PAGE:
Hermann Anton Haus (August 8, 1925 – May 21, 2003) was a Slovene-American physicist, electrical engineer, and Institute Professor at the Massachusetts Institute of Technology. Haus' research and teaching ranged from fundamental investigations of quantum uncertainty as manifested in optical communications to the practical generation of ultra-short optical pulses. In 1994, the Optical Society of America recognized Dr. Haus' contributions with its Frederic Ives Medal, the society's highest award. Haus authored or co-authored eight books (see section below), published nearly 300 articles, and presented his work at virtually every major conference and symposium on laser and quantum electronics and quantum optics around the world. He was awarded the National Medal of Science in 1995 and was adopted into RPI's Alumni Hall of Fame in 2007.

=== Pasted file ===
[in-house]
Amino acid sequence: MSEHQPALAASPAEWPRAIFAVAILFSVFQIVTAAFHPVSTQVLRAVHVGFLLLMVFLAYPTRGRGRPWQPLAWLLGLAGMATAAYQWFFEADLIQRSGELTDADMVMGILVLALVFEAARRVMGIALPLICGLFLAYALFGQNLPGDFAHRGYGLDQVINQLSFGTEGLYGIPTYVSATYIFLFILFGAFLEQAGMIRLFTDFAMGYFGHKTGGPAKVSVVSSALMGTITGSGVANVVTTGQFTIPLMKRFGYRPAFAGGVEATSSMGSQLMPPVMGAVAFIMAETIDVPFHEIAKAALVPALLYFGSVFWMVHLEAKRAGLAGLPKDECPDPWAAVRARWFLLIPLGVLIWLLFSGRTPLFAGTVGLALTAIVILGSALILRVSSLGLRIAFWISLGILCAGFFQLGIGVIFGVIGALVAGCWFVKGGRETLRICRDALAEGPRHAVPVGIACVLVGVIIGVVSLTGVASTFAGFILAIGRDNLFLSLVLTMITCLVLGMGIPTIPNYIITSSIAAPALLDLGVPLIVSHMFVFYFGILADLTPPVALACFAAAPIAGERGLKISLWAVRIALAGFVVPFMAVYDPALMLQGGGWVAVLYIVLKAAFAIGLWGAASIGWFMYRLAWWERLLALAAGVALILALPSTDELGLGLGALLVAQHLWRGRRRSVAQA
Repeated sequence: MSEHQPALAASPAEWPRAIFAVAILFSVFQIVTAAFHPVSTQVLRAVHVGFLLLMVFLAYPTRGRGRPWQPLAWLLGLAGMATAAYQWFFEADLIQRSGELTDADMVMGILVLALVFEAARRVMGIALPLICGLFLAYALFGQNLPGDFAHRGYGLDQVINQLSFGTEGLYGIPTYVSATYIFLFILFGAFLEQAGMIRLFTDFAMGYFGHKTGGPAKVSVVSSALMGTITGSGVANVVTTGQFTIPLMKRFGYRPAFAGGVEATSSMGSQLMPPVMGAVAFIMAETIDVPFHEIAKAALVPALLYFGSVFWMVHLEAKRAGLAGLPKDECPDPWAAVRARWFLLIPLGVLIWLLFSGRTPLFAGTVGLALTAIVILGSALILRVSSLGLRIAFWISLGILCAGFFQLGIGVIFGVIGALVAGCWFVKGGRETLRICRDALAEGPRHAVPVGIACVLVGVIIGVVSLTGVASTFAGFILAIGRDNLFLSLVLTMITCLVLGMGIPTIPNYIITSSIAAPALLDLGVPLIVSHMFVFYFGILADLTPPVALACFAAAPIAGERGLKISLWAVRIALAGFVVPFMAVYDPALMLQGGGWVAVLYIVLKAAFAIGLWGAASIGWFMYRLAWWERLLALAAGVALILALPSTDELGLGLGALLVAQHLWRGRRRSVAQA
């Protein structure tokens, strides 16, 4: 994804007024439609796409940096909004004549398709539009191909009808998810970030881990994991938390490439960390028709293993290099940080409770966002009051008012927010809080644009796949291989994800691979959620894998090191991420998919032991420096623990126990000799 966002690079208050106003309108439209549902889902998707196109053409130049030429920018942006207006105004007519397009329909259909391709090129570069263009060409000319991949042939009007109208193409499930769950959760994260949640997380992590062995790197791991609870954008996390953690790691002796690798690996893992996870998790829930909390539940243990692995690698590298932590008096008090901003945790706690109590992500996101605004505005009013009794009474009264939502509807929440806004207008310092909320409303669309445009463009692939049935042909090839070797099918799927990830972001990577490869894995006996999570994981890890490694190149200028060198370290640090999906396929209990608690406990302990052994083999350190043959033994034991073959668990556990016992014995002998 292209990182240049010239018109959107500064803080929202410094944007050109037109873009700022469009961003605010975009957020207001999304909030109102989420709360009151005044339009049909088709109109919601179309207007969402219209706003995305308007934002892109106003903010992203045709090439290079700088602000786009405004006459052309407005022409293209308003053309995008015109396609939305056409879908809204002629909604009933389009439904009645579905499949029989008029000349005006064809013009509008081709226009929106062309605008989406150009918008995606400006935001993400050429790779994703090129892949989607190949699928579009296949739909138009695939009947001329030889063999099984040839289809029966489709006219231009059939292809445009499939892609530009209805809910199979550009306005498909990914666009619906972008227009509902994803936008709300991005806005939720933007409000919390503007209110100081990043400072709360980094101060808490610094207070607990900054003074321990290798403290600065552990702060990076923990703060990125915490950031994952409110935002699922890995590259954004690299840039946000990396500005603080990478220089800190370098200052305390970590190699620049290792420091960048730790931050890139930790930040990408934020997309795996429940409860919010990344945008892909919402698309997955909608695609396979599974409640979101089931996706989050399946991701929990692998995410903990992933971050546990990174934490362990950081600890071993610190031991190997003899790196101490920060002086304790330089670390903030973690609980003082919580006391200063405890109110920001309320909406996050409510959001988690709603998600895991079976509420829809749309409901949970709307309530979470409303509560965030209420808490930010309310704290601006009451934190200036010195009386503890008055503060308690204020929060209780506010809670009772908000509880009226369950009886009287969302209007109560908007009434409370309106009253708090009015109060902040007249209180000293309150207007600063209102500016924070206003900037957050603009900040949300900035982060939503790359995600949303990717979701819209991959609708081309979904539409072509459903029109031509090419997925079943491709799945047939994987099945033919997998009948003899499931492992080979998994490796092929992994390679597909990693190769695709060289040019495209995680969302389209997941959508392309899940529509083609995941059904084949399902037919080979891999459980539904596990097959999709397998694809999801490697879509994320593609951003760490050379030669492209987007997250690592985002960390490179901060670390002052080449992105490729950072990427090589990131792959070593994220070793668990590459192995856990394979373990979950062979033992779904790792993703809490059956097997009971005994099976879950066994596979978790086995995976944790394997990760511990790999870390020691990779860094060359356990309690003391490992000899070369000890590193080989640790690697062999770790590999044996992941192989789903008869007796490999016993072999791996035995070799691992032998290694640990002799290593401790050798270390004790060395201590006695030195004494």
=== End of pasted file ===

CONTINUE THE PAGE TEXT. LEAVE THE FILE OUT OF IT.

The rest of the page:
Hermann Anton Haus
|Born||August 8, 1925|
|Died||May 21, 2003 (aged 77)|
|Alma mater||Union College (BS) - 1949 |
Rensselaer Polytechnic Institute (MS) - 1951
MIT (ScD) - 1954
|Known for||Optical communications|
|Awards||IEEE James H. Mulligan, Jr. Education Medal (1991)|
Frederic Ives Medal (1994) National Medal of Science (1995)
|Fields||Optical communications, Electrical Engineering, Applied Physics|
He was a grandson of the Austrian admiral Anton Haus. His father, Otto Maximilian Haus, was a leading Slovenian doctor who investigated tuberculosis. The tomb of his great-grandmother Marija Haus (Walter) is still in Bubnjarci, Croatia.